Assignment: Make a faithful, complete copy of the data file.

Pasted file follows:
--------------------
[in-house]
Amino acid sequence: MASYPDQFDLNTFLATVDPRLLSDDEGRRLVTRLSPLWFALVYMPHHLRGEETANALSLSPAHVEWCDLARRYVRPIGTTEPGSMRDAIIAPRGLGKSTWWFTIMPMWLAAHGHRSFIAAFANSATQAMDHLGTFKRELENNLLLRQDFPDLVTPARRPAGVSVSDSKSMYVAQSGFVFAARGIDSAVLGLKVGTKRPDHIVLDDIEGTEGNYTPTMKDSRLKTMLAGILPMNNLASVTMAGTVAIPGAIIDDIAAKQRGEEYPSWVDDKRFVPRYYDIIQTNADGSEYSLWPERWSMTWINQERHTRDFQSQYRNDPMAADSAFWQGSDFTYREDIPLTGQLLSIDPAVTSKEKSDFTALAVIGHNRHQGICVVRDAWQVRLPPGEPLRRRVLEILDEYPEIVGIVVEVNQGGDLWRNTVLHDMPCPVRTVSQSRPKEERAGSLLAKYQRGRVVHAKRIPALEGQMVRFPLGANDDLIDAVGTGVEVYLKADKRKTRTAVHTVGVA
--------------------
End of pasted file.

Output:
[in-house]
Amino acid sequence: MASYPDQFDLNTFLATVDPRLLSDDEGRRLVTRLSPLWFALVYMPHHLRGEETANALSLSPAHVEWCDLARRYVRPIGTTEPGSMRDAIIAPRGLGKSTWWFTIMPMWLAAHGHRSFIAAFANSATQAMDHLGTFKRELENNLLLRQDFPDLVTPARRPAGVSVSDSKSMYVAQSGFVFAARGIDSAVLGLKVGTKRPDHIVLDDIEGTEGNYTPTMKDSRLKTMLAGILPMNNLASVTMAGTVAIPGAIIDDIAAKQRGEEYPSWVDDKRFVPRYYDIIQTNADGSEYSLWPERWSMTWINQERHTRDFQSQYRNDPMAADSAFWQGSDFTYREDIPLTGQLLSIDPAVTSKEKSDFTALAVIGHNRHQGICVVRDAWQVRLPPGEPLRRRVLEILDEYPEIVGIVVEVNQGGDLWRNTVLHDMPCPVRTVSQSRPKEERAGSLLAKYQRGRVVHAKRIPALEGQMVRFPLGANDDLIDAVGTGVEVYLKADKRKTRTAVHTVGVA